Succinctly, tbe main material contentions of plaintiff and defendant, tbe Finance Company, are: On tbe part of plaintiff: That prior to 9 May, 1923, J. J. Quinby came to James L. McNair and represented that be was agent of Tom G. Taylor, who was tbe duly appointed agent of tbe Finance Company, to organize to sell its preferred and common stock. J ames L. McN air entered into tbe negotiations with Quinby and purchased tbe stock on 9 May, 1923, for bis father, tbe plaintiff. Tbe false and fraudulent representations which be relied on and which induced him to purchase tbe 4,000 shares of common stock of the company are: (1) That it was a new corporation then being organized by Tom G. Taylor & Co.; (2) that none of tbe common stock bad been sold or disposed of or would be sold or disposed of for less than $2.50 per share; (3) that all tbe provisions of law with reference to organization and sale of stock bad been complied with; (4) contracting and agreeing that in tbe event of bis failure to dispose of tbe stock at a large profit, within six months, plaintiff would be repaid tbe sum of $10,000 with interest from 13 May, 1923; (5) all of tbe representations made by Quinby, agent of Finance Company, were false, with knowledge of their falsity, with intent to deceive and actually did deceive plaintiff, and be was thereby induced to buy tbe stock; that plaintiff offered frequently to return tbe stock, as soon as be discovered tbe fraud, and demand tbe payment of tbe purchase price and interest. Plaintiff’s evidence abundantly tended to support these contentions.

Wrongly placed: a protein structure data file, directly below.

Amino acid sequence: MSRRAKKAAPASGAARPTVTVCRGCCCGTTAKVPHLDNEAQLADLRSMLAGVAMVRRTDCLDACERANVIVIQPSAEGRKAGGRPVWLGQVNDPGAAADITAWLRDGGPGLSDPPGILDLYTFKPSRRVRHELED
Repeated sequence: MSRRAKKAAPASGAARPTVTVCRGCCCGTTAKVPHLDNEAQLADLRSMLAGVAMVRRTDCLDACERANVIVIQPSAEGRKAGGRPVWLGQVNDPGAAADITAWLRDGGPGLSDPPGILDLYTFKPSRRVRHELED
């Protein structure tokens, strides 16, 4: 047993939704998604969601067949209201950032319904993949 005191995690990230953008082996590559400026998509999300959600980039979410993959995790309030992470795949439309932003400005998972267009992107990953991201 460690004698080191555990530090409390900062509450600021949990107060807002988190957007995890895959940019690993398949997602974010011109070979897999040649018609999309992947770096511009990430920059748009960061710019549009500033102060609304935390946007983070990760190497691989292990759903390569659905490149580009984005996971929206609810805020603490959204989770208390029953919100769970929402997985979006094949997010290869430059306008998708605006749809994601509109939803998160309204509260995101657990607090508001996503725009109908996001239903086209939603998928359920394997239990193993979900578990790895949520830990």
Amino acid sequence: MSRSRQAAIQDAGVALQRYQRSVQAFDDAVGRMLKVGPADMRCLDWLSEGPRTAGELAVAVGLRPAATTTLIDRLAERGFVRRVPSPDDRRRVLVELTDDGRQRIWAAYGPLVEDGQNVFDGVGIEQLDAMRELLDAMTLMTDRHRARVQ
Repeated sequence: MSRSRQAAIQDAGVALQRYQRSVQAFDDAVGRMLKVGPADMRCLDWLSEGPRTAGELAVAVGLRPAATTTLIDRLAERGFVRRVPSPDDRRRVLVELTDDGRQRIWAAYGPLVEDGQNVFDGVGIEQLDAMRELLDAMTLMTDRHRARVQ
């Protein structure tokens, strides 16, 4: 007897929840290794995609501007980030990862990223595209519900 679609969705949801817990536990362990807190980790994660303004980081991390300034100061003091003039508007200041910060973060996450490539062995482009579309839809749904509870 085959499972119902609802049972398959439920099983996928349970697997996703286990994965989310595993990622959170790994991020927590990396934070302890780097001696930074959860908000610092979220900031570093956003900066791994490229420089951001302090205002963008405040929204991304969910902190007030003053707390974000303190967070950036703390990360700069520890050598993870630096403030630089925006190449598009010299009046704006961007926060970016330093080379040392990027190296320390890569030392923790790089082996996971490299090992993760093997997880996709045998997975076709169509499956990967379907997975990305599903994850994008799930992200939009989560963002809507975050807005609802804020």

On tbe part of defendant, Finance Company: (1) Tbe Finance Company admitted tbe contract for tbe' purchase of 4,000 shares of tbe common stock was executed on 9 May, 1923, by James L. McNair, for plaintiff; denied all allegations of fraud; that tbe books of tbe corporation show there was no fraud, and that any representation made was true; (2) that in tbe agreement of purchase of tbe stock by tbe plaintiff was tbe following: “It is understood and agreed that this contract contains tbe entire agreement between tbe purchaser, whose signature appears below, and Tom G. Taylor & Company, and no agent, representa-^ *715tive or any other person bas any power to change, modify or make any new conditions, statements, promises or agreements whatever.” (3) That J. J. Quinby was not the agent of the Finance Company or Tom G. Taylor, and was not authorized to make any representation or contract binding on Finance Company, and it had no knowledge of any alleged act or thing done or said by Quinby and is not liable thereon; (4) that plaintiff is bound by the terms of the written contract and estopped to deny them; “that J. L. McNair was induced to enter into this contract, for that he telephoned Jas. 0. Walker, president of the company, and Walker replied that he was going to give .the matter his personal attention, and at least one-half of his time. The defendant contends that that was one inducement to enter into the contract, and that another inducement was at the time he entered into the contract for the purchase of the stock and before he ever entered into it he had a contract and agreement with Tom G. Taylor & Company, that they would sell stock for him, for which he was paying ten thousand dollars, would sell it in six months for him for thirty thousand dollars, and upon failure to do that that they would refund him his money, the ten thousand dollars that he had paid for the stock with three hundred dollars, being the interest for six months, from 13 May,, making ten thousand and three hundred dollars.”